Spotlight Exclusives

Lessons Learned

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John Edwards ran a presidential campaign with poverty and economic justice at its heart when everybody thought that was nuts. He didn۪t care if it was good politics and everybody told him it was bad politics! He just believed it was the right thing to do. And now, as Hillary Clinton and Barack Obama fight over “Edwards voters” from Ohio to Texas to Pennsylvania, it۪s apparent that voters, especially the working and middle-class voters Democrats need to win elections, responded to the Edwards message. Which is a great gift to anyone who cares about economic justice because John Edwards۪s courage to stand up for what he believed revealed a surprising lesson poverty is good politics after all!

From day one of our campaign, we were dogged by skeptics in the media and the punditocracy. And by day one, I mean day one John announced that he was running for president from the Ninth Ward of New Orleans on December 28, 2006, and report after report was peppered with sentiments like this:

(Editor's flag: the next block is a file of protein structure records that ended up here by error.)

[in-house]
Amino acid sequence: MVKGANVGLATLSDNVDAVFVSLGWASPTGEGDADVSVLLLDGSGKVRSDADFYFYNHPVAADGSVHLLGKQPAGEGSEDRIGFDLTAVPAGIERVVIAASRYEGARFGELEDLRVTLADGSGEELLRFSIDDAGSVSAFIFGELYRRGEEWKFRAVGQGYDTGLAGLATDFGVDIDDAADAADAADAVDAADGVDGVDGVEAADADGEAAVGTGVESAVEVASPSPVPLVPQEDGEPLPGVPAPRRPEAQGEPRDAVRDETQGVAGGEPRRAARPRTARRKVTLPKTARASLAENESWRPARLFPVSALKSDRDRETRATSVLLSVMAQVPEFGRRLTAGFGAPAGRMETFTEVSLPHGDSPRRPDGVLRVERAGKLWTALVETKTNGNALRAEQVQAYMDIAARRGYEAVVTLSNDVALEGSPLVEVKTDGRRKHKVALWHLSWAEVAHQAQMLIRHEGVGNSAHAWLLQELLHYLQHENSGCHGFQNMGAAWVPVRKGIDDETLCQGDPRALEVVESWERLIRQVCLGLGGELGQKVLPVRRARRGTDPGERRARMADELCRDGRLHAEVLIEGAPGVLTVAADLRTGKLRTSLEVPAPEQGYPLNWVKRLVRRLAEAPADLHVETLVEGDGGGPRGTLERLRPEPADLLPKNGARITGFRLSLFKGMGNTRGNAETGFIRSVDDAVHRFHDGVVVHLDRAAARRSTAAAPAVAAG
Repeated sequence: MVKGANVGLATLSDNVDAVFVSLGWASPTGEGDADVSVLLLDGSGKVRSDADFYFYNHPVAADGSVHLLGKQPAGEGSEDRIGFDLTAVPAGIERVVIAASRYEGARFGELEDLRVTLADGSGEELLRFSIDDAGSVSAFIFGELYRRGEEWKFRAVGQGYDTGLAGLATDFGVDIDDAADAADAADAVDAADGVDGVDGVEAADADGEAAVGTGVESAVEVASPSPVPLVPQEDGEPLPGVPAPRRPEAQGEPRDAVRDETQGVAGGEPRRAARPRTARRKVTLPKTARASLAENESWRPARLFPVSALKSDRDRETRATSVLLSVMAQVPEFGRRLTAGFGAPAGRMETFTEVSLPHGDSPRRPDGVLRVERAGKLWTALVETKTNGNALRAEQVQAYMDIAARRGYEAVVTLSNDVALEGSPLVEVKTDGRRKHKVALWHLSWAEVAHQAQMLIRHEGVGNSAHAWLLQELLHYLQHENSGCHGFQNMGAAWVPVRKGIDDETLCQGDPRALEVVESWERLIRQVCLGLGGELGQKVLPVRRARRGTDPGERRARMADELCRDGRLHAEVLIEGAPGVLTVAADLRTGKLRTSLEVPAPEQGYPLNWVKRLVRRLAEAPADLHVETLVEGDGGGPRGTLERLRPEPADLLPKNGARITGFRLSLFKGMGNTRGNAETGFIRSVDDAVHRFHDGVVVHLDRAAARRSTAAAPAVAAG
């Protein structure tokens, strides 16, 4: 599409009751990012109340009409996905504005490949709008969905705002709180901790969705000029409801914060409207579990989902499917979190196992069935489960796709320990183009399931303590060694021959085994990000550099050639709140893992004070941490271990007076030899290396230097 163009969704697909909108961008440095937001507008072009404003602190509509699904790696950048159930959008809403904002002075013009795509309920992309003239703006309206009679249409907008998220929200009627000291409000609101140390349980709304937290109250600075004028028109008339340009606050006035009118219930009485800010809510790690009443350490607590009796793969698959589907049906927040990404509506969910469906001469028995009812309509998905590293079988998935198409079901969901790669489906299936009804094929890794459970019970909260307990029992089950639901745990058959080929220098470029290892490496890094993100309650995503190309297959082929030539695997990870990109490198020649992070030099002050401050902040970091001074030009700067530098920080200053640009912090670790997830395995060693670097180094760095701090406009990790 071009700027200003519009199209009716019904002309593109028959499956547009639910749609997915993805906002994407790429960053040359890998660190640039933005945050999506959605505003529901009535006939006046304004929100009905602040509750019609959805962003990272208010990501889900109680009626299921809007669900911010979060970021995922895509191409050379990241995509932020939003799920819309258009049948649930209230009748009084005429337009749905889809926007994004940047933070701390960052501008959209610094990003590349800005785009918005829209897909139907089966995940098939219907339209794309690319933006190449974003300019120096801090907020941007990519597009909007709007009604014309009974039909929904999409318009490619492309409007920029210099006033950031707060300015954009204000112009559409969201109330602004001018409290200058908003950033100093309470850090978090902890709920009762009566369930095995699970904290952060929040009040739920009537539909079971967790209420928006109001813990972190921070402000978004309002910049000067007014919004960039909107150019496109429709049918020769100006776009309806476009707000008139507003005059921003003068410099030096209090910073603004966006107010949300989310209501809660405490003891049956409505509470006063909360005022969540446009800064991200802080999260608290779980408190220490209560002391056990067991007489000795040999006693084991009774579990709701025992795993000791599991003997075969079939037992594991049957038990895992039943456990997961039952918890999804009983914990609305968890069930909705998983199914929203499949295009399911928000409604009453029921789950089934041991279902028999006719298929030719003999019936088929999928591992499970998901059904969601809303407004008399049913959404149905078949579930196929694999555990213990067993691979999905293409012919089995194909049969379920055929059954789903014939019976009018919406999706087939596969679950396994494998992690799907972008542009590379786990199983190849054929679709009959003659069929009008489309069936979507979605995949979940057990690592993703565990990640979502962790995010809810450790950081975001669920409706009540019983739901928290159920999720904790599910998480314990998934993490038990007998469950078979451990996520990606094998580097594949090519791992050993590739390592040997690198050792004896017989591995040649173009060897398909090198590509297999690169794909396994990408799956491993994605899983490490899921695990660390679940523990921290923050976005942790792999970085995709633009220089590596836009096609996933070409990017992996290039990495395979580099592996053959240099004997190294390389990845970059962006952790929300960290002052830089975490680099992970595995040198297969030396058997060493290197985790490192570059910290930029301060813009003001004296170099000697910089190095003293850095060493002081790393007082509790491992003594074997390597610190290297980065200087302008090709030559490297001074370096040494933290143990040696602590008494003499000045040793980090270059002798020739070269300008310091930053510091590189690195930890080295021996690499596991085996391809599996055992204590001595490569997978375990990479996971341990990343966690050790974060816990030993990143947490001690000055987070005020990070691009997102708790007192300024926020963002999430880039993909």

“Democratic political operatives remain skeptical that the Edwards message will resonate among either Democratic or independent voters.”

Last July, when he took the press corps off the campaign trail for four days to visit some of the poorest communities in America, they asked him questions like this:

“Can you really make people care about fighting poverty when it appears that Katrina and its aftermath didn’t?”

Somehow they managed to insult the compassion of the American people and the value of conviction in politics at the same time.

But despite the constant drone of background skepticism, voters heard John talking about the terrible shame of more than 30 million Americans living in poverty and they understood two things: one, a politician who has the courage of his convictions is a person I can trust; and two, someone who cares about the people who are struggling the most is someone who cares about me.

Now, I can hear the reaction to this (believe me, I hear it every day) “What do you mean it was a good message? You lost!” We lost because we were massively outspent by two terrific candidates and massively undercovered by a media obsessed with their celebrity. We were competitive through the campaign, and almost won Iowa, because of the message and the messenger.

So whatever your party, whatever your background, whatever you do, if you care about poverty and economic justice come on in, the water۪s fine.

Jonathan Prince served as the Deputy Campaign Manager for the 2008 John Edwards for President campaign.

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